24. I only wrote a short response to this subject on my blog as most people have covered things better than I could have said. My point being, before YA came along, us teens read ANYTHING and those classics that are taught in schools contain lots of nasty themes. But that's OK, cause they're classics ;)

  25. I saw your post and I completely agree with everything you said. One of the comments mentioned how violent the Bible was and it reminded me of something that happened in eighth grade:

    I really disliked my English teacher that year because he was a pompous wanker, but he told the greatest parent story I have ever heard. Years before I was in his class a mother came in for a parent-teacher conference and started ranting and raving about how the books he was having them read for class were too violent. At the time, they were reading White Fang by Jack London. When my teacher asked this woman what she would prefer her son read instead, she replied, "The Bible!" He looked at her incredulously and said, "Ma'am, have you actually read the Bible? White Fang is far less violent than the Bible."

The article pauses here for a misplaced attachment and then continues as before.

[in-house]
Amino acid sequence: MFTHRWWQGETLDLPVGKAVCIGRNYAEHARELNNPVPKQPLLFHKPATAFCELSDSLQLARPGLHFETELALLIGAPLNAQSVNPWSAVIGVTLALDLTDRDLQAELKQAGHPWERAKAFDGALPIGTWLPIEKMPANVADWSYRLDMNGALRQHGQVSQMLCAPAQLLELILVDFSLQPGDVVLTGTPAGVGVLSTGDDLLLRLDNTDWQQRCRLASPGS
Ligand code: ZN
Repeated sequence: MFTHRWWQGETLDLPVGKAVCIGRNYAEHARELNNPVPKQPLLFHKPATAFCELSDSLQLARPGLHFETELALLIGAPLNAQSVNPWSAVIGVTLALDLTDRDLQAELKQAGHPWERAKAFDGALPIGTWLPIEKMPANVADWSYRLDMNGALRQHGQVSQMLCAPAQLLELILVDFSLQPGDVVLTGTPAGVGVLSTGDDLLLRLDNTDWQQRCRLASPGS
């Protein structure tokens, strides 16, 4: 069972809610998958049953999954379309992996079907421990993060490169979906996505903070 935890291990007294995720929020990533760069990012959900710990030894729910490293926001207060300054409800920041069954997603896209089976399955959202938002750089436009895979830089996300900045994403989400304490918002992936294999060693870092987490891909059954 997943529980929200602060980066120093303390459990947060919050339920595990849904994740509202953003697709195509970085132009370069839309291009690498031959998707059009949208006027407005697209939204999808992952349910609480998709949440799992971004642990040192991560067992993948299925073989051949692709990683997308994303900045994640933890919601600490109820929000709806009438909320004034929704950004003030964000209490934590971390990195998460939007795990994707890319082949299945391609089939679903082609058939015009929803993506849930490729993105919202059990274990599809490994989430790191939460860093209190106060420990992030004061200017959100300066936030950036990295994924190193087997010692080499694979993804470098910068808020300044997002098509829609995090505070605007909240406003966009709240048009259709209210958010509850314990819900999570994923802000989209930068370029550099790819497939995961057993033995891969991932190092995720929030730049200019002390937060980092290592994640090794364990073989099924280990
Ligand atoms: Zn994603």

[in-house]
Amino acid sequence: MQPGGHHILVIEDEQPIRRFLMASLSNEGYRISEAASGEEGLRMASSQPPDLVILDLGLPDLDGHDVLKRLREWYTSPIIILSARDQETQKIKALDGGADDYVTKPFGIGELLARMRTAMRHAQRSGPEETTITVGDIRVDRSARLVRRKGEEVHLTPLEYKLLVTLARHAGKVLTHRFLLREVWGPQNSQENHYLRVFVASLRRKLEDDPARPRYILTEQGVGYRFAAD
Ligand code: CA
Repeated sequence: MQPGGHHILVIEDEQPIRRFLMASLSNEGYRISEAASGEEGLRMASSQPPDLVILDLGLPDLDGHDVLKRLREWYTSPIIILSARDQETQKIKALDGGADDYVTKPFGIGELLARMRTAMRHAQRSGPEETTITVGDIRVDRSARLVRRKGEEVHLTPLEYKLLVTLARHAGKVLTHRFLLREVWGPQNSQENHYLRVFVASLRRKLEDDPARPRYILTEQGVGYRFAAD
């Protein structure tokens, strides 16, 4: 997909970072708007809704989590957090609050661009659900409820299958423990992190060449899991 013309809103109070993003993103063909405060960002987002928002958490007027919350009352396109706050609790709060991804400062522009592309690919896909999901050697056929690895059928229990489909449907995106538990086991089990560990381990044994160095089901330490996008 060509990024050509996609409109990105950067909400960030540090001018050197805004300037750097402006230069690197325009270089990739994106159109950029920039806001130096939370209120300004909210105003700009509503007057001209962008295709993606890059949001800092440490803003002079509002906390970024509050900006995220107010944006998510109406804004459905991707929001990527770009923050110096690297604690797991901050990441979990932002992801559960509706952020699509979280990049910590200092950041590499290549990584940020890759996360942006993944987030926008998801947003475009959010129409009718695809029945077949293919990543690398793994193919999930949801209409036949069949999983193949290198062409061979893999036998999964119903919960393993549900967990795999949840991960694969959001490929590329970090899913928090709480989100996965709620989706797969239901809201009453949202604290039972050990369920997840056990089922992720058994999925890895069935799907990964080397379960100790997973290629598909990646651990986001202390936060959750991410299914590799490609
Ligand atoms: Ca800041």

I think one of the problems is that people who don't read classics want to sound smarter than they are so they go "Oh, yeah, the classics, they're awesome. Way better than this crap you get today," when really classics are often just as "bad." For me, literature is only "bad" if it's poorly written. Content in no way hinders my reading of a book, no matter how dark, violent, or sexual it is. If it's a good book it's a good book and I don't care how much cocaine a character shoots up or how many "f-bombs" are dropped.

  26. The classics thing was one thing that annoyed me most in the comments section, especially one who said his (?) recommendation was to only read things from no more recent than 100 years and that no quality novels have been written since then. WTF! I love classics, but I wholeheartedly consider myself a contemporary fiction gal and to unless you have physically read every book that has been released in the last 100 years how could you possibly know there has been no quality works?!

  27. Also, I lol'd a little at how many whiny failed YA writers were commenting on the article, "now I know why those 18 publishers refused to publish my manuscript, it had no swearing, blood or vampires." It couldn't be that your manuscript is a little bit rubbish could it?!